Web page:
Jakarta, Nov 2, 2017 (Antara) - The world faces a fundamental challenge to sustainably provide a healthy diet to a population of over nine billion by 2050.
As the most populous region in the world, Asia and the Pacific plays a decisive role in combating several interlinked issues at hand, such as malnutrition, deforestation, loss of biodiversity, and rising greenhouse gas emissions.
Long-term discussions, however, are needed to tackle the issue of feeding a population of some four billion in the Asian and Pacific region, Vice President M. Jusuf Kalla stated while opening the First EAT Asia-Pacific Food Forum organized jointly by the EAT Foundation and the Indonesian Ministry of Health on Oct 30-31.
"When we speak at the Asia-Pacific forum, it means we highlight the interests of four billion people. If everyone eats thrice a day, then we are speaking about 12 billion plates a day," the vice president remarked.
Several challenges lie in the path towards boosting food productivity, including those related to land and the huge population that has put pressure on the agriculture sector.
However, all these challenges can be addressed by using technology that enables the nation to cater to the food demand, although it is not perfect, according to Kalla.
The government is finding a way to improve the food quality and productivity by utilizing technology in Indonesia, Kalla remarked.
Technology could help increase food production. For Indonesia, the increase in food production should be above 3 percent to achieve food security and self-sufficiency.
"In order to achieve food sustainability and self-sufficiency in Indonesia every year, there should be a productivity increase of above 3 percent," Kalla said.
In Indonesia, as much as 1.5 percent of agricultural lands are converted into industrial lands. Meanwhile, population growth is about 1.5 percent per year.
This indicates that the decline of agricultural land is not proportional to the increase in population growth. Moreover, climate change affects the agricultural sector as it affects the harvest and food supply.
To cope with those challenges, technology is essential to improve the productivity in the agricultural sector.
"Obtaining food sustainability and self-sufficiency depends on our efforts, including the role of scientists and academics in improving food productivity, healthy and eligible food packaging industry, government that supports all of these, as well as international cooperation," Kalla remarked.
He emphasized that the lack of food security could cause problems in a country. Inadequate food supply can also be a political problem that could destabilize a country.
In addition to the use of technology, coordination among ministries and between central and regional administrations is also needed to achieve food resilience, according to Finance Minister Sri Mulyani.
"We have room to settle the problem, but the challenges are not easy to deal with. Geographically, Indonesia can provide natural resources that are needed not only by us but also by the global community. Coordination is needed," she stated at the same forum.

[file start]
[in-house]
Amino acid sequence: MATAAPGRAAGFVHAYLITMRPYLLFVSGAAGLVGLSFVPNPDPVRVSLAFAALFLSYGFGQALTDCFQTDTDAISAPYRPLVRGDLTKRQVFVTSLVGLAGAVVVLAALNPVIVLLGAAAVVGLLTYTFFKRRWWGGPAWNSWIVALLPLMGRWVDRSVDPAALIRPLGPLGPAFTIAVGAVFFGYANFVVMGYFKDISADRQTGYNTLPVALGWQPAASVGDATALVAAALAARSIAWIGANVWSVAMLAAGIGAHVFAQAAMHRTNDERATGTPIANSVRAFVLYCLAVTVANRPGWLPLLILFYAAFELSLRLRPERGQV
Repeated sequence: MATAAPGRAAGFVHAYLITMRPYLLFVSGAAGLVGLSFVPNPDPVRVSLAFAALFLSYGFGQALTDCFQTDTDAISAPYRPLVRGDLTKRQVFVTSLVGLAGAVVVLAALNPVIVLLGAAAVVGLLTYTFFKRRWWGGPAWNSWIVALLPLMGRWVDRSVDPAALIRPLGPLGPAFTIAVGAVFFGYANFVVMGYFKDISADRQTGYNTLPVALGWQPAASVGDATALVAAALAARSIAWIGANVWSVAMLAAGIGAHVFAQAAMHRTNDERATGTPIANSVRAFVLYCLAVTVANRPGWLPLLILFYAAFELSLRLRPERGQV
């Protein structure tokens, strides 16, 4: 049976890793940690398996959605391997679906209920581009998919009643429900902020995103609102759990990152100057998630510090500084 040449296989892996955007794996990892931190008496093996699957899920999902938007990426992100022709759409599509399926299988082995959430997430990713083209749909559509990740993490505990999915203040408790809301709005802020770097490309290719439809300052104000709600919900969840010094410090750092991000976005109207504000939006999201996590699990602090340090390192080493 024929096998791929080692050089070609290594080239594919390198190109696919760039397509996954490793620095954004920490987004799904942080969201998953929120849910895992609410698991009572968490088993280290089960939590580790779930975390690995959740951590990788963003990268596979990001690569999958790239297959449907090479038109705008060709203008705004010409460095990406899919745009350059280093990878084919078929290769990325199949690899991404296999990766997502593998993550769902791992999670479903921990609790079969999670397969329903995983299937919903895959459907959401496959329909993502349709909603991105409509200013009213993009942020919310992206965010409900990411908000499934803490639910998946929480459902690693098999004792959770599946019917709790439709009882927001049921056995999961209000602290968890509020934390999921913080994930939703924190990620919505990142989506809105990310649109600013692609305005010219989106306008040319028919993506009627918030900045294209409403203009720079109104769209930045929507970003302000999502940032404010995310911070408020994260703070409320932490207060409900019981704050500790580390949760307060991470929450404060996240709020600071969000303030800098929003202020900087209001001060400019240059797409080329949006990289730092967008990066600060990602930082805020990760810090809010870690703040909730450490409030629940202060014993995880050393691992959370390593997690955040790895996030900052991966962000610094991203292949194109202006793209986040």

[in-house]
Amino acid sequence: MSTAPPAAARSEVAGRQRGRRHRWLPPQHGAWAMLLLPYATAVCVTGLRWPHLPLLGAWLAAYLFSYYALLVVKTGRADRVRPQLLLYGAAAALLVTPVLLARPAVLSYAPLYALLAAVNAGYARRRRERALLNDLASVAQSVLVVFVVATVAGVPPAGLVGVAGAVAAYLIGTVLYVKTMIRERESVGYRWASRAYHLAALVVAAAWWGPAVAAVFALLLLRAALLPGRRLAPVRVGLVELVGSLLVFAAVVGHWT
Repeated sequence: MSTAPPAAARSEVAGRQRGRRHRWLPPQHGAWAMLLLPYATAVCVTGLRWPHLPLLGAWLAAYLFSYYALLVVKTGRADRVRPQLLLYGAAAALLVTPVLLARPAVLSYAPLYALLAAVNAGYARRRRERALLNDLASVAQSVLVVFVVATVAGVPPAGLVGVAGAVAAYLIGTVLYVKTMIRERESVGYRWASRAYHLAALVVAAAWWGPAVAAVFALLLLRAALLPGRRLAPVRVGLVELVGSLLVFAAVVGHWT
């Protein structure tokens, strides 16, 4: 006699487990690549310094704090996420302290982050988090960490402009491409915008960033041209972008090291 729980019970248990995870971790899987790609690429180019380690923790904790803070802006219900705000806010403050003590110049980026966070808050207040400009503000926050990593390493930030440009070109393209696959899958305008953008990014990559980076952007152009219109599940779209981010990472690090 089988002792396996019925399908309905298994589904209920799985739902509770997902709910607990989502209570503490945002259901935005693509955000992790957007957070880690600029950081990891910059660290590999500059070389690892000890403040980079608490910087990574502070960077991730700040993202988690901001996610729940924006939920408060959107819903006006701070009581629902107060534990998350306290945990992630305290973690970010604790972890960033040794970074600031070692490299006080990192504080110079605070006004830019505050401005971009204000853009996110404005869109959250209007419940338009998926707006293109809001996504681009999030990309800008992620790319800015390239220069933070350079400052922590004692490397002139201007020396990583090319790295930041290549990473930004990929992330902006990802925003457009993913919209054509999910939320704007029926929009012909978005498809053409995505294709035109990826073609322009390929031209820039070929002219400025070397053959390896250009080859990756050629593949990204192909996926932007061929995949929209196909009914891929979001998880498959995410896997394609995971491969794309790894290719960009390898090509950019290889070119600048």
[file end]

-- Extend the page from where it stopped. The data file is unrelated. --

The coordination is needed not only among ministries concerned with providing food supplies such as the ministry of agriculture and the ministry of fisheries but also between central and regional administrations, she said.
"Strong coordination between central and regional governments would be very important," she said.
Having a population of over 250 million, Indonesia currently ranks 71st among 113 countries in the world food resilience index.
Recently, positive news was revealed by Agriculture Minister Amran Sulaiman who said the British-based "The Economy Intelligent Unit" had placed Indonesia as the 16th country to have succeeded in creating sustainable agriculture.
"It is other countries that give the rating. What is worth noting is that Indonesia has been given a higher rating than the US and China. This position is the best we have attained until now," the minister said during his visit to Gorontalo on Monday.
He also said that at a recent meeting of the Asian agriculture ministers in Thailand, Indonesia was bestowed the honor of being given the opportunity to be the first to deliver a speech, as they were keen to learn from the country.
"Ministers from three countries are scheduled to visit Indonesia soon, especially to take a cue from our success in realizing self sufficiency in corn production," he said while speaking in Gorontalo, northern Sulawesi Island, known as the major producer of corn.
This indicates that Indonesia is viewed as being successful, and it is important to demonstrate to the world that Indonesia no longer needs to import rice, onion, corn, and chili, he added.
"This is a historical milestone achieved under the government of President Joko Widodo (Jokowi) that Indonesia has regained self sufficiency in rice. It is already the third year, and we are already exporting rice to six countries," he said.
Stability has been achieved in the chili market, and in the subsequent years, the government is optimistic of achieving the same feat with regard to soybean, sugar, and beef supply. This has to be carried out in stages, he said.
Hard work and determination are needed for achieving success, he added while congratulating Gorontalo for being able to boost corn production.
EDITED BY INE
(T.F001/A/BESSR/F. Assegaf) 02-11-2017
EDITED BY INE
(T.F001/A/BESSR/F. Assegaf) 02-11-2017